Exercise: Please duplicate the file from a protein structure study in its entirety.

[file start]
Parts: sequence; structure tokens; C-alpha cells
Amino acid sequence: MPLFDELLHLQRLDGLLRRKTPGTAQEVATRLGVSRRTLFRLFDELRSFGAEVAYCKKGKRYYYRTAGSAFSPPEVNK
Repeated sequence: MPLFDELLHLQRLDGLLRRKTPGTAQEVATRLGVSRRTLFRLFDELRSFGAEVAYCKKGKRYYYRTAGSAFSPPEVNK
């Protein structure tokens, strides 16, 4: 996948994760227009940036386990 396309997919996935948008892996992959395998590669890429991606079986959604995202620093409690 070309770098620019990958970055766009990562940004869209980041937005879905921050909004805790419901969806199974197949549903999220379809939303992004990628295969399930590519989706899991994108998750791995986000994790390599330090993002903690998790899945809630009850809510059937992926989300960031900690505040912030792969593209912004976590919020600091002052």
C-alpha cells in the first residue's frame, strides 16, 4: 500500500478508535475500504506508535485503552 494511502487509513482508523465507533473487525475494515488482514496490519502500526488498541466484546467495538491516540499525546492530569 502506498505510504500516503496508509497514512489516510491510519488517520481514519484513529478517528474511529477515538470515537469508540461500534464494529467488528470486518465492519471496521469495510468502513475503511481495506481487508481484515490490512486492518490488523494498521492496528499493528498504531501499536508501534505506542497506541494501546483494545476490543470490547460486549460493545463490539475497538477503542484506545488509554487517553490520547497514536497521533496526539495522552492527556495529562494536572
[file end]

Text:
Parts: sequence; structure tokens; C-alpha cells
Amino acid sequence: MPLFDELLHLQRLDGLLRRKTPGTAQEVATRLGVSRRTLFRLFDELRSFGAEVAYCKKGKRYYYRTAGSAFSPPEVNK
Repeated sequence: MPLFDELLHLQRLDGLLRRKTPGTAQEVATRLGVSRRTLFRLFDELRSFGAEVAYCKKGKRYYYRTAGSAFSPPEVNK
């Protein structure tokens, strides 16, 4: 996948994760227009940036386990 396309997919996935948008892996992959395998590669890429991606079986959604995202620093409690 070309770098620019990958970055766009990562940004869209980041937005879905921050909004805790419901969806199974197949549903999220379809939303992004990628295969399930590519989706899991994108998750791995986000994790390599330090993002903690998790899945809630009850809510059937992926989300960031900690505040912030792969593209912004976590919020600091002052």
C-alpha cells in the first residue's frame, strides 16, 4: 500500500478508535475500504506508535485503552 494511502487509513482508523465507533473487525475494515488482514496490519502500526488498541466484546467495538491516540499525546492530569 502506498505510504500516503496508509497514512489516510491510519488517520481514519484513529478517528474511529477515538470515537469508540461500534464494529467488528470486518465492519471496521469495510468502513475503511481495506481487508481484515490490512486492518490488523494498521492496528499493528498504531501499536508501534505506542497506541494501546483494545476490543470490547460486549460493545463490539475497538477503542484506545488509554487517553490520547497514536497521533496526539495522552492527556495529562494536572